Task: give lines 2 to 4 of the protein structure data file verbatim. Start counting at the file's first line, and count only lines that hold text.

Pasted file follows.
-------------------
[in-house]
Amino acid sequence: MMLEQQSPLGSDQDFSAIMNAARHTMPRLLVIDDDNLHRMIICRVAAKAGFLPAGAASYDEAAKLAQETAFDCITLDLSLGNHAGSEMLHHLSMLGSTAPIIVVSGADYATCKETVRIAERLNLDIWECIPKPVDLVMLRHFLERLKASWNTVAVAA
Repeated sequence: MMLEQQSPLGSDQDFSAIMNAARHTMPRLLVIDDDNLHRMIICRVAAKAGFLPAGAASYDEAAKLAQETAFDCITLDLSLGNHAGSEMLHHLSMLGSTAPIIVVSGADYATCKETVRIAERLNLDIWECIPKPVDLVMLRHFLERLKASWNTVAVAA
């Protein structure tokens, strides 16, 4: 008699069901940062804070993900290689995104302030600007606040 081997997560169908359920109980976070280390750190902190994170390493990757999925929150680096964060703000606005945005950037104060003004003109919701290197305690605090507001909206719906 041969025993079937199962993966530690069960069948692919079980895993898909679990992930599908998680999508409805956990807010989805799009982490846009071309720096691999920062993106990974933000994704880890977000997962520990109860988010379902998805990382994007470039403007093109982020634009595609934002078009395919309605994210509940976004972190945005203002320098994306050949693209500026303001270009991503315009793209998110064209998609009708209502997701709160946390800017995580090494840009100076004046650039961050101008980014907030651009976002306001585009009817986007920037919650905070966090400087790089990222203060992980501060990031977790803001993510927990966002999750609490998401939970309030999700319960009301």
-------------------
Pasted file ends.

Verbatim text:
Amino acid sequence: MMLEQQSPLGSDQDFSAIMNAARHTMPRLLVIDDDNLHRMIICRVAAKAGFLPAGAASYDEAAKLAQETAFDCITLDLSLGNHAGSEMLHHLSMLGSTAPIIVVSGADYATCKETVRIAERLNLDIWECIPKPVDLVMLRHFLERLKASWNTVAVAA
Repeated sequence: MMLEQQSPLGSDQDFSAIMNAARHTMPRLLVIDDDNLHRMIICRVAAKAGFLPAGAASYDEAAKLAQETAFDCITLDLSLGNHAGSEMLHHLSMLGSTAPIIVVSGADYATCKETVRIAERLNLDIWECIPKPVDLVMLRHFLERLKASWNTVAVAA
């Protein structure tokens, strides 16, 4: 008699069901940062804070993900290689995104302030600007606040 081997997560169908359920109980976070280390750190902190994170390493990757999925929150680096964060703000606005945005950037104060003004003109919701290197305690605090507001909206719906 041969025993079937199962993966530690069960069948692919079980895993898909679990992930599908998680999508409805956990807010989805799009982490846009071309720096691999920062993106990974933000994704880890977000997962520990109860988010379902998805990382994007470039403007093109982020634009595609934002078009395919309605994210509940976004972190945005203002320098994306050949693209500026303001270009991503315009793209998110064209998609009708209502997701709160946390800017995580090494840009100076004046650039961050101008980014907030651009976002306001585009009817986007920037919650905070966090400087790089990222203060992980501060990031977790803001993510927990966002999750609490998401939970309030999700319960009301």